Judge Meale’s ruling is an order of recommendation to Secretary of the Florida Department of Environmental Protection, Michael Sole, who will now have 45 days to issue the final order.

Friday, January 30, 2009

Judge still has not issued ruling on Reach 8 beach petition

Daily News Staff Writer
Thursday, January 29, 2009

Nearly four months after an environmental impact hearing on the proposed Reach 8 beach fill, there's still no word from an administrative law judge on whether the project should go forward. On Oct. 2, Judge R.E. Meale concluded a Florida Department of Environmental Protection hearing to consider a petition filed by environmentalists seeking to block reconstruction of the eroded South End beach.
Meale said at the time that he would recommend by Dec. 3 whether a DEP environmental permit should be awarded. But Meale's secretary said Thursday he is still working on his recommended order. Meale did not return a message seeking comment for this story.
"It's not uncommon for a judge to take longer than what he or she says," said Reginald Bouthillier, a lawyer with Greenberg Traurig, the firm representing the town against the petitioners. "We don't know what his docket is, we don't know all the other pressures and priorities he's faced with."

If the judge recommends the issuance of the permit, DEP Secretary Michael W. Sole would then have 45 days to issue a final order, DEP Press Secretary Doug Tobin said. If the judge recommends denial, the DEP has 90 days to issue a final order, he said.
Jane West, a lawyer representing the petitioners, declined to comment.

The Snook Foundation, Surfrider Foundation and three individuals filed their petition in March after the DEP sent out a notice of intent to award an environmental permit for the beach fill project. The town says the beach and dunes are vital to protection of oceanfront property from storm damage. The petitioners say the beach is stable, and that the dredge and fill will harm nearshore rock reef.

The town proposes to dredge 724,000 cubic yards of sand to restore dunes and reconstruct shoreline at Reach 8, which is between the Ambassador II condominium, 2780 S. Ocean Blvd., and the southern town limit, excluding the Lake Worth Municipal Beach.

The town is required to obtain environmental permits from the DEP and the U.S. Army Corps of Engineers before it can rebuild the beach, which it says has not recovered from erosion caused by the hurricanes of 2004 and '05. The Army Corps has notified the town that it will grant the town the federal permit for Reach 8 if the DEP does the same, Town Manager Peter Elwell said. Leah Oberlin, Reach 8 project administrator for the U.S. Army Corps, could not be reached to comment for this story.

But time is running out on any chance the town has to rebuild Reach 8 this season, Public Works Director Paul Brazil told the Shore Protection Board earlier this week. Beach reconstruction projects aren't permitted to take place during sea turtle nesting season, which is March 1 through Oct. 31.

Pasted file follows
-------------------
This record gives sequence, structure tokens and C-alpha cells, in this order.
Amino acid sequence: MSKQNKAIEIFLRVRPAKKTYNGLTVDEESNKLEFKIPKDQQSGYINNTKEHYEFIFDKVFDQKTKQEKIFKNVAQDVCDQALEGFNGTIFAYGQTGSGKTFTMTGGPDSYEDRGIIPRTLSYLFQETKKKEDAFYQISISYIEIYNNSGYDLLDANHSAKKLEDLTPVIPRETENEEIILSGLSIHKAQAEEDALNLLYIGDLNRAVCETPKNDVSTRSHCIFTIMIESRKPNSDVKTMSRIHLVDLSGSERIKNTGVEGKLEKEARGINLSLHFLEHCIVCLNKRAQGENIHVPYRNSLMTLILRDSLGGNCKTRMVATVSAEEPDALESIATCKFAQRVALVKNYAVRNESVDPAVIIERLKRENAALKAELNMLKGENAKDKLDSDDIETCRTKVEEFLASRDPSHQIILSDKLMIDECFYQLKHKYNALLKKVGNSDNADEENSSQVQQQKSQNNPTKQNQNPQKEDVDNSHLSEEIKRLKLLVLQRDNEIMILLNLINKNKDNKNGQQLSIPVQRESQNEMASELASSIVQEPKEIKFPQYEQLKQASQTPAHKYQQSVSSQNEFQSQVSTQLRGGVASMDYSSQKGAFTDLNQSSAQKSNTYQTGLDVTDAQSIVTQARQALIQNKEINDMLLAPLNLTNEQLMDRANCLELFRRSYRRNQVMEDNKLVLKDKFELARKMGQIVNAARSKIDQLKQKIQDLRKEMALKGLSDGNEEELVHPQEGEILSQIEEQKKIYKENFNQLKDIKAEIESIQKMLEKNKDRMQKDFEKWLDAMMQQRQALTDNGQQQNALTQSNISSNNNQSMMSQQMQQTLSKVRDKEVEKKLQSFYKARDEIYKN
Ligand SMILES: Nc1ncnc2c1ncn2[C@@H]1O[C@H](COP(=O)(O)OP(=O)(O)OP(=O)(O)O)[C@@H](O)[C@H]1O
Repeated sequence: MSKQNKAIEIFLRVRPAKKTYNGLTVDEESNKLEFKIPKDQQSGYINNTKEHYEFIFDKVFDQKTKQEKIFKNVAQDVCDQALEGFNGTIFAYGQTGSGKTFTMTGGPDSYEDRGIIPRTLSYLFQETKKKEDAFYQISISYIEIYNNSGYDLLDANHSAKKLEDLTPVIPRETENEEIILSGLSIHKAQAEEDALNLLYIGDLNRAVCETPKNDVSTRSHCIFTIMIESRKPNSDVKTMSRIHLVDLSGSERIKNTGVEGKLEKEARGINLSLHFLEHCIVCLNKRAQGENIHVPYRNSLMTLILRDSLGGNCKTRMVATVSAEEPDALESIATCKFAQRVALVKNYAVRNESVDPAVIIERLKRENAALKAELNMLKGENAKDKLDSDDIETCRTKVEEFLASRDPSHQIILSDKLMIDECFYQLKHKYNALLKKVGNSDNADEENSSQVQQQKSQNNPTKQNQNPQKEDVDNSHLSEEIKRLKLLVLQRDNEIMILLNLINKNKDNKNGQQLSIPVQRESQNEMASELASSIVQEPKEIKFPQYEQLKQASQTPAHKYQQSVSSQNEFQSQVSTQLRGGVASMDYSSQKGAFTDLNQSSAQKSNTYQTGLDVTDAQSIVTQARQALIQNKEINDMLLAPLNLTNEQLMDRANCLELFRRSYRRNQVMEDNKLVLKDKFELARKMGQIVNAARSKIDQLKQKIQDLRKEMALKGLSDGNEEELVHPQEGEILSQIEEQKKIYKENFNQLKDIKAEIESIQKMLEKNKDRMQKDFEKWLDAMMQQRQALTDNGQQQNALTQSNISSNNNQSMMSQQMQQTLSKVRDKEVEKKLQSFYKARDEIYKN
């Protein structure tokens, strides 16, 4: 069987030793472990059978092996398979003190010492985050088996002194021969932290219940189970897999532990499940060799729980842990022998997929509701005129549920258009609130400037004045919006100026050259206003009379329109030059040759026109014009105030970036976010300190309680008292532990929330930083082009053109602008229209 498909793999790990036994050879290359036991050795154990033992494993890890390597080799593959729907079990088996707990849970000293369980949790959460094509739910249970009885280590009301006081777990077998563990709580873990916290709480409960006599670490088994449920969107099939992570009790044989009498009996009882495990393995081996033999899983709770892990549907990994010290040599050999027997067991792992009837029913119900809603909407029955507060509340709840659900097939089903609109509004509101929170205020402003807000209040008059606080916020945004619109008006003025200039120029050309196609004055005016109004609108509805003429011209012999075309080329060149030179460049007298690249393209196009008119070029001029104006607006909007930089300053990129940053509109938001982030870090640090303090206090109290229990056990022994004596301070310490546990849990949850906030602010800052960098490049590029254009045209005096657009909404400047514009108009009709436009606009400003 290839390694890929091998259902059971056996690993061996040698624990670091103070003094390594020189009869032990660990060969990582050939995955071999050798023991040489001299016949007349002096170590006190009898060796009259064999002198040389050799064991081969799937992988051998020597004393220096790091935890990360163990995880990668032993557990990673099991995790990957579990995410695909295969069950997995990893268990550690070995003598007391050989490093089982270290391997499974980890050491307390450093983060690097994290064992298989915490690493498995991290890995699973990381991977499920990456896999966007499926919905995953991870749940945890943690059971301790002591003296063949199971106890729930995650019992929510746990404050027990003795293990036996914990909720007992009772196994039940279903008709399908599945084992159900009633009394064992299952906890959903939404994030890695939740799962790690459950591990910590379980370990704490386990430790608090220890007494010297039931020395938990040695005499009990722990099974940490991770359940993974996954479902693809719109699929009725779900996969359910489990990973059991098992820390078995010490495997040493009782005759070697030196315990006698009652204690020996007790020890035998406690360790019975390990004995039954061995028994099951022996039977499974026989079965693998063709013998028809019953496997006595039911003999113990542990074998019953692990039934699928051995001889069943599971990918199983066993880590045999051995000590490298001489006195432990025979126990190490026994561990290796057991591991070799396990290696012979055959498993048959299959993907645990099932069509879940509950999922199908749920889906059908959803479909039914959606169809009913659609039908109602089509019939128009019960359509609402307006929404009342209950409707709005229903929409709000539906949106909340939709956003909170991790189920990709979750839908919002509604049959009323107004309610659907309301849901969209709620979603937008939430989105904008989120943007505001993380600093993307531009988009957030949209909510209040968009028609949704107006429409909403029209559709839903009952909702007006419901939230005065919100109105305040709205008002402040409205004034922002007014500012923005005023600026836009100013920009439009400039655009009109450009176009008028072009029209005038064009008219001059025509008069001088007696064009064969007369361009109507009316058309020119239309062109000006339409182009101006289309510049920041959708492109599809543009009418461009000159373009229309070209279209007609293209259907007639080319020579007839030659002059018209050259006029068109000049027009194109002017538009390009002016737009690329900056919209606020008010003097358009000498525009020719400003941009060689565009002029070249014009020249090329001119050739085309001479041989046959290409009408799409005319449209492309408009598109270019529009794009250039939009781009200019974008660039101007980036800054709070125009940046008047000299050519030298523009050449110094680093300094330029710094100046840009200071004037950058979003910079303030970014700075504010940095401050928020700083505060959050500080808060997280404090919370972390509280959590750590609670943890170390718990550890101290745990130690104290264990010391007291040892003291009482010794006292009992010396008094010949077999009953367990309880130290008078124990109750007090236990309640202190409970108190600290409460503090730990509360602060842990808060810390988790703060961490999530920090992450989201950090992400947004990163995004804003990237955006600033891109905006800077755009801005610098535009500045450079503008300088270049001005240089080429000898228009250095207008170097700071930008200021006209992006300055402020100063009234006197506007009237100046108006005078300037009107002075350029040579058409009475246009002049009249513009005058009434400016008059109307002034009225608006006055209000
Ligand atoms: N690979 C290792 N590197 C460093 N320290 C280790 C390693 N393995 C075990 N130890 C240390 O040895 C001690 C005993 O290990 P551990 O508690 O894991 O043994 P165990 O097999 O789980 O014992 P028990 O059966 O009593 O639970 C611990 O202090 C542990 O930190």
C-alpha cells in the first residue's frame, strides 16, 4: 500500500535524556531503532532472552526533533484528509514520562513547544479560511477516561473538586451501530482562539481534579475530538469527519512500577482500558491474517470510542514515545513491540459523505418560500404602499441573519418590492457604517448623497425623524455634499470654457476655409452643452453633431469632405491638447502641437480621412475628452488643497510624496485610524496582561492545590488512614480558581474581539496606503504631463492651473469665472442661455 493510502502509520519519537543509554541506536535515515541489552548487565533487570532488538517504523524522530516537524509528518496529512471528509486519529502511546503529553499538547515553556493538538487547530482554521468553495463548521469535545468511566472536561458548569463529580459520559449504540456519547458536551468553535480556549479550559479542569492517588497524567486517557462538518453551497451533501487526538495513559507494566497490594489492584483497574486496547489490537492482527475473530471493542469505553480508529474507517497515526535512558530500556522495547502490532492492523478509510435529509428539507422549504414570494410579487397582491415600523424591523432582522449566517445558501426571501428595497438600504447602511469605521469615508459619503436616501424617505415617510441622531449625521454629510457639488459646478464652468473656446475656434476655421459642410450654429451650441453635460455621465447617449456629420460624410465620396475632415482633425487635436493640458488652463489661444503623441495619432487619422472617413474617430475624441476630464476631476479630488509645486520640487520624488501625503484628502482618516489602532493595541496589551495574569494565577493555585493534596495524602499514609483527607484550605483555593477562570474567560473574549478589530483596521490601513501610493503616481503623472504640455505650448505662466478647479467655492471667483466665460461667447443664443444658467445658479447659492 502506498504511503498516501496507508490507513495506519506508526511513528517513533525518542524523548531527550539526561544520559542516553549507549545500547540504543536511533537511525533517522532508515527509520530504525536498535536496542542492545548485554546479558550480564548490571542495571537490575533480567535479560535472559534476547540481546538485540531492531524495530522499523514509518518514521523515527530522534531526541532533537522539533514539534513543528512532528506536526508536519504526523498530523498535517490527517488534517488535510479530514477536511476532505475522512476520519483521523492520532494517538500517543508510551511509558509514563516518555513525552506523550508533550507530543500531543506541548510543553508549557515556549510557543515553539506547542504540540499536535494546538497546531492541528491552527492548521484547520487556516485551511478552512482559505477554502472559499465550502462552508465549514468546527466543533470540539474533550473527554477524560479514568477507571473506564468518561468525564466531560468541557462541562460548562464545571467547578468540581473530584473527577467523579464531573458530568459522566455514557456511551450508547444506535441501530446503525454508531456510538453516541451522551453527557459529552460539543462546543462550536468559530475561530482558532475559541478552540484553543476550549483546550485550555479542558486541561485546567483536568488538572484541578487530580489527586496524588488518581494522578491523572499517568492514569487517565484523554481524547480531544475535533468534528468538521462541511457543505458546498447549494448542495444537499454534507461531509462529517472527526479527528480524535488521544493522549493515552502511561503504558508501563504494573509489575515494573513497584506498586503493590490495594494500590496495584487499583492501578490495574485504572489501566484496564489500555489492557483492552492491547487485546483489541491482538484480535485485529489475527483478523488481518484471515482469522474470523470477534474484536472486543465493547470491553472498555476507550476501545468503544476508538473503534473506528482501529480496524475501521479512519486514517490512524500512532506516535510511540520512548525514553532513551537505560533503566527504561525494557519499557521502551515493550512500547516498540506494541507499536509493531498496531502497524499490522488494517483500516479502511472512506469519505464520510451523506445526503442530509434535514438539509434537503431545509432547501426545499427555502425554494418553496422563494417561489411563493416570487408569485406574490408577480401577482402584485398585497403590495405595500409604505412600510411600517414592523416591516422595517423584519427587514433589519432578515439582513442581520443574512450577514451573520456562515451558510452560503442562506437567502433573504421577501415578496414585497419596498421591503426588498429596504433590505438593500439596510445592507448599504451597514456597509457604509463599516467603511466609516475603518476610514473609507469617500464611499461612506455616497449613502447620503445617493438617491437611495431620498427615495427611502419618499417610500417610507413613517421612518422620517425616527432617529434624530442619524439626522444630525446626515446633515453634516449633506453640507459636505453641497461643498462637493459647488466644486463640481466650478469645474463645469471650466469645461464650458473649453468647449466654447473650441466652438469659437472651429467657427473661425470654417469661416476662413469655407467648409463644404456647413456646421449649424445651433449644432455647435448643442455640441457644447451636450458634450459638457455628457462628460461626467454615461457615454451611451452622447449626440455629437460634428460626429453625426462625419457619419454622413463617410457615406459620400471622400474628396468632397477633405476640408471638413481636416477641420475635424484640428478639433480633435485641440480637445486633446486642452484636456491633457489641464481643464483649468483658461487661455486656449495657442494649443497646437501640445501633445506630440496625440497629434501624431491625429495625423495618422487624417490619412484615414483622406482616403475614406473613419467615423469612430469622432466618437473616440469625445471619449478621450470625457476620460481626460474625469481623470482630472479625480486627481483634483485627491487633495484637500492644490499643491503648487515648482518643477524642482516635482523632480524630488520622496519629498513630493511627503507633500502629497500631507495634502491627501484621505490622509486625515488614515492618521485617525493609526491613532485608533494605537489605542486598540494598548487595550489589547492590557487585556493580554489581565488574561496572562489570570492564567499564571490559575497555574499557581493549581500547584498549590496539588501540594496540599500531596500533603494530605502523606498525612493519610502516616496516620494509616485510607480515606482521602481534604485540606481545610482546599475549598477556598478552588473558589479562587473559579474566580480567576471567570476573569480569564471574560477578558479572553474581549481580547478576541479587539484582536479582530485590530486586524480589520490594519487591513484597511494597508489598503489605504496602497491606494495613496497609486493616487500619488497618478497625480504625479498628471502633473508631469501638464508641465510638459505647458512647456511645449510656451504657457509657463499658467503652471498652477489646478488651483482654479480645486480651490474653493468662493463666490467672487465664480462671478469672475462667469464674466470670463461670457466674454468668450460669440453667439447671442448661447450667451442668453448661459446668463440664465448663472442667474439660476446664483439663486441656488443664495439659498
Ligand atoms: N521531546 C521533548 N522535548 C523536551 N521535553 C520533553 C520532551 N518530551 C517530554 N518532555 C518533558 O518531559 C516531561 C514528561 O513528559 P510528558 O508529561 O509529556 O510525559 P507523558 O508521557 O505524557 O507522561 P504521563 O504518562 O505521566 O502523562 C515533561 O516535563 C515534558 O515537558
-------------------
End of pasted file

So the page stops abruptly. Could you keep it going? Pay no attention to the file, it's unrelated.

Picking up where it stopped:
To move forward in time to mobilize the dredge and other equipment, and complete the work before turtle nesting season begins, the town would need permit approval from the DEP within two weeks, Brazil told the shore board Tuesday. Even if that were to happen, any further legal challenge from the petitioners also would derail any hopes of the project getting done this season, he said. West told the town last year that the petitioners would exhaust every legal avenue to block the project on both the state and federal levels.

The town also faces the question of how to finance the estimated $18 million project, which includes $8 million for beach reconstruction and $8 million to build an artificial reef required by the DEP to compensate for marine habitat that would be covered by sand. Options include a bank loan and a bond issue, Brazil said.

Friday, October 3, 2008


The Reach 8 Administrative Hearing finally came to a close on Thursday October 2 after a three week trial. The challengers of this case, Surfrider, Snook Foundation, 3 individuals, City of the Lake Worth and Eastern Surfing Association are extremely pleased with their case in chief. Collins & West (Surfrider's attorneys) were very successful in highlighting the sloppiness of the Town's consultant (CPE) and the number of inconsistencies in the DEP's Beach Management Program.

The process took about 1 year, from the start of the debate the close of the hearing. The case attorneys now have 30 days to submit their Recommended ORders to the Judge. Following their submittal the Judge will likely provide his decision no later than December 3. Latest Article.

The Palm Beach County Chapter Executive Committee would really like to thank all its experts for their time and dedication to our cause. In addition, they want to thank their donors and all the members who have dedicated their time and efforts to see this effort be elevated to this level.

Wednesday, October 1, 2008

Surfrider Members & Plantiffs Begin to Testify

A number of local members finally got to testify on behalf of the local Surfrider Palm Beach County Chapter.

On Monday afternoon former Chapter Chair Kerri Smith discussed impacts that would occur to members and what other members had voiced to her while she was Chair. She help explain to the Judge surfing terms and why this was important to the Chapter. In addition, Connie Gasque, an Executive Committee member, covered the diving and reefs impacts. Connie has been diligent at taking updated photos of the beaches in both Reach 7 and 8, which have been used throughout this case.

On Tuesday, Eastern Surfing Association (ESA), Snook Foundation, Captain Danny Barrow, and Terry Gibson took the stand, testifing to their concerns and issues with this project. Captain Barrow showed the economic debacle that would occur to him and other charter fishing guides if this habitat were to be impacted. Terry Gibson, as an individual plantiff who grew up at this beach, did not leave any item left toquestion as he discussed the fishing and surfing impacts to communities that recreate at this beach.

Tom Warnke called in from Texas to represent the historical importance of this area to ESA and the number of contests over the years that have occurred here, all of which provide valuable revenue to the City of Lake Worth.

Brett Fitgerald, the Southeast Coordinator of the Snook Foundation and former Surfrider Vice Chair, did a great job of highlighting the use of the pier and beaches for snook fishing and his role in voting for taking this litigative action. In addition he discussed personal loss to his family and others from the ability to snorkel the nearshore reefs and the ability to teach kids with hands on learning about the ocean habitat.